What makes your work valuable?
Does it fulfill you? Allow you to connect with or help people? Contribute to a greater good?
Or does its value come from your income, which allows you to do other meaningful things?
You probably know someone who has a bullshit job. Maybe you have one yourself. Anthropologist David Graeber estimates 20 to 30 percent of the workforce feels their jobs are meaningless, and he’s calling for an end to the era of bullshit jobs.
Graeber’s call to overhaul how we think about work introduces a twist to the ongoing debate about automation. Computers and robots are taking over more jobs, and in the process they’re rendering human employees obsolete. But what if large-scale automation is just the push we need to take our concept of work in a new direction?
Graeber urges us to think about what we consider valuable in work to begin with, and he examines how our ideology of work has evolved over time.
In the 19th century, he says, there was an industrial-based labor theory of value. Men worked in factories to produce physical goods, and their work was valuable because of those goods. Male muscle and sweat got things done, and thus became the paradigm for all work.
Obviously, though, there’s value in work by males that doesn’t involve sweat and muscle, not to mention work by females. In the 20th century, the labor theory of value was replaced by the idea that productivity comes from entrepreneurs. People have ideas, and with those ideas they invent products or services that make our lives easier.
But then our lives got easier to the point where many of us can sit at a desk all day rather than work in a factory. If we’re not producing physical goods, and we’re not inventing a new product or service, what makes our work valuable?
We decided work is valuable in itself. It gives us the satisfaction of earning a living. It’s a good feeling seeing that bimonthly check hit your bank account and knowing you worked for it, isn’t it? Work builds character, makes us stronger and more well-rounded, no matter what it is we’re doing.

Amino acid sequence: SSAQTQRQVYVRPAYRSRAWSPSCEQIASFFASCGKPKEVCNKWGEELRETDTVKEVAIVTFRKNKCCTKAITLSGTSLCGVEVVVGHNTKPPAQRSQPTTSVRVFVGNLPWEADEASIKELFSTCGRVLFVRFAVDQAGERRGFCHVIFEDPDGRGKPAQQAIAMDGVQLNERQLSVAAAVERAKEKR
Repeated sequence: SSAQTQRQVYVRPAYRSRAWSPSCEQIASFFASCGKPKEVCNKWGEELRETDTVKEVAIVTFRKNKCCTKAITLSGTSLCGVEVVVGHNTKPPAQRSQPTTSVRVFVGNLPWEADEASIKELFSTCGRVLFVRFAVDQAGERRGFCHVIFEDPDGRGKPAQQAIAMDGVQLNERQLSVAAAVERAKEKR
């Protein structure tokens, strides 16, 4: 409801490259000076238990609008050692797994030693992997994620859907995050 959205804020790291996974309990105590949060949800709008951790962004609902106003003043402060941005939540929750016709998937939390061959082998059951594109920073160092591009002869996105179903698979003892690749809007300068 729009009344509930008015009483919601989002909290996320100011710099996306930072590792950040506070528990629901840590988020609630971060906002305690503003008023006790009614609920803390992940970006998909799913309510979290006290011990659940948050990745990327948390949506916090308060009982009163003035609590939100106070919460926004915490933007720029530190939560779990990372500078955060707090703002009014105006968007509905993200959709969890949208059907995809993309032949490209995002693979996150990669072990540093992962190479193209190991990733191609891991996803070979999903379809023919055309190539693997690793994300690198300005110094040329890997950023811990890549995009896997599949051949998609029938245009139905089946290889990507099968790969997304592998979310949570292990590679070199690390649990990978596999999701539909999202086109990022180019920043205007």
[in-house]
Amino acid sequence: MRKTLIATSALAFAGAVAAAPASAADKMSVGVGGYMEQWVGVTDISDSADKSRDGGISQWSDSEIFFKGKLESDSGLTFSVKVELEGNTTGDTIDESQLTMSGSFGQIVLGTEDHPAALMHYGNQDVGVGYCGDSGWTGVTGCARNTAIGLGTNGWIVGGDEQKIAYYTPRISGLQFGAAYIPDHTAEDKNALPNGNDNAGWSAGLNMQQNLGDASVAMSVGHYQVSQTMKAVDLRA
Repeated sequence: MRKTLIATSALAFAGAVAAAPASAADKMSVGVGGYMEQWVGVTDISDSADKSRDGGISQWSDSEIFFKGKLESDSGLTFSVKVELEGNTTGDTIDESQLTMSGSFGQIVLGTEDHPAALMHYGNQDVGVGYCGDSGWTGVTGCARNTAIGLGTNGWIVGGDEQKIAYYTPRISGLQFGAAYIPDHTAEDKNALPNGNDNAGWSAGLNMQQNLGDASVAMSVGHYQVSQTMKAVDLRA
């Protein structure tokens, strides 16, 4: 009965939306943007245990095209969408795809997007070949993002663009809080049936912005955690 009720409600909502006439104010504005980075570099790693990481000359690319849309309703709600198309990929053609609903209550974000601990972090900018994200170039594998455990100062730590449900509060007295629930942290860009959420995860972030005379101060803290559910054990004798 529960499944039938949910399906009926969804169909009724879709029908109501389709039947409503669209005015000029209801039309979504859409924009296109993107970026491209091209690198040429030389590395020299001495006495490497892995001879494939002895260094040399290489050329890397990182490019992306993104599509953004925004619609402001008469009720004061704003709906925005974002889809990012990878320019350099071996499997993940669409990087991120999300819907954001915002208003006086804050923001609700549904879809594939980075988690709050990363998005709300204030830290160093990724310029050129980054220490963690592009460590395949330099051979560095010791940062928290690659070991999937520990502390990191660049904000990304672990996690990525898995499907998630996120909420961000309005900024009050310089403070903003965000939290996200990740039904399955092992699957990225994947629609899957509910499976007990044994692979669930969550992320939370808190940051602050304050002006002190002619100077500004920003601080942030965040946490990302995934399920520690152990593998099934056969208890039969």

In fact, Graeber argues, bullshit jobs actually became a virtue; they require more discipline since they’re not interesting or enjoyable. And that’s where we are now: we value meaningless jobs for their very meaninglessness.
But what does it do to our morality and motivation to feel that eight hours of our time each day goes down the drain? Meanwhile jobs that do give people satisfaction, like those involving caring for others, are often poorly paid.
Graeber says, “We are at the brink of a re-formulation of what work is and what is valuable about it. It could lead to a reformulation of how we organize everything.”
So maybe the specter of automation is coming at the right time, and it won’t be as bad as people fear. What if, instead of phasing out all human work, automation just gets rid of the mindless, boring jobs?
Even if that’s the case, though, it won’t mean we’ll all end up with fulfilling, well-paid work. Each of us has a different set of abilities and interests; not everyone’s cut out to be a doctor, lawyer, or entrepreneur (nor does a society need more than a given number of these). Similarly, if mindless work is taken over by machines, not every displaced employee will become an artist, musician, or inventor.
Experts have predicted that at least some portion of the time and energy freed up by automation will be channeled into innovation, creativity, and diversification of interests.
It’s yet to be seen what the economic structure of such a society will look like, as well as how motivation and incentives will be affected. If we have the opportunity to eliminate bullshit jobs and find out, we should probably take it.
Image Credit: The Royal Society of Arts